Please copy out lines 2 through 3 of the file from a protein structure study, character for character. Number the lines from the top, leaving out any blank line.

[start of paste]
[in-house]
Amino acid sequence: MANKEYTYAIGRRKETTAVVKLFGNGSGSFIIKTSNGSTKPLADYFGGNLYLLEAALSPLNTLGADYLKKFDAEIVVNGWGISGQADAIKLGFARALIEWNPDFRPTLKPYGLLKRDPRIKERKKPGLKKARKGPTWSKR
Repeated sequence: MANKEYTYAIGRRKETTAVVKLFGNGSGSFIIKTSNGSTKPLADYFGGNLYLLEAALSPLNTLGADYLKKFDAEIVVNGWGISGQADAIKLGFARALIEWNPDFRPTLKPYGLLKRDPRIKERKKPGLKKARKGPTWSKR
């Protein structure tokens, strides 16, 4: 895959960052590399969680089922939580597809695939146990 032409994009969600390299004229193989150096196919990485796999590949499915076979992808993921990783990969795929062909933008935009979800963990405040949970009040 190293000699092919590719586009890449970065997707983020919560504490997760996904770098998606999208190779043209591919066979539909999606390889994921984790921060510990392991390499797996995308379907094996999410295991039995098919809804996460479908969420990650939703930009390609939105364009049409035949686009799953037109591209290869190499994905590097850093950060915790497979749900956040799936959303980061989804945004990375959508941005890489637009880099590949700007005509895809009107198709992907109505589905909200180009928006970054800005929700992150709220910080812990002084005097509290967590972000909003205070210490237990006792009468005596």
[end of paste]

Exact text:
Amino acid sequence: MANKEYTYAIGRRKETTAVVKLFGNGSGSFIIKTSNGSTKPLADYFGGNLYLLEAALSPLNTLGADYLKKFDAEIVVNGWGISGQADAIKLGFARALIEWNPDFRPTLKPYGLLKRDPRIKERKKPGLKKARKGPTWSKR
Repeated sequence: MANKEYTYAIGRRKETTAVVKLFGNGSGSFIIKTSNGSTKPLADYFGGNLYLLEAALSPLNTLGADYLKKFDAEIVVNGWGISGQADAIKLGFARALIEWNPDFRPTLKPYGLLKRDPRIKERKKPGLKKARKGPTWSKR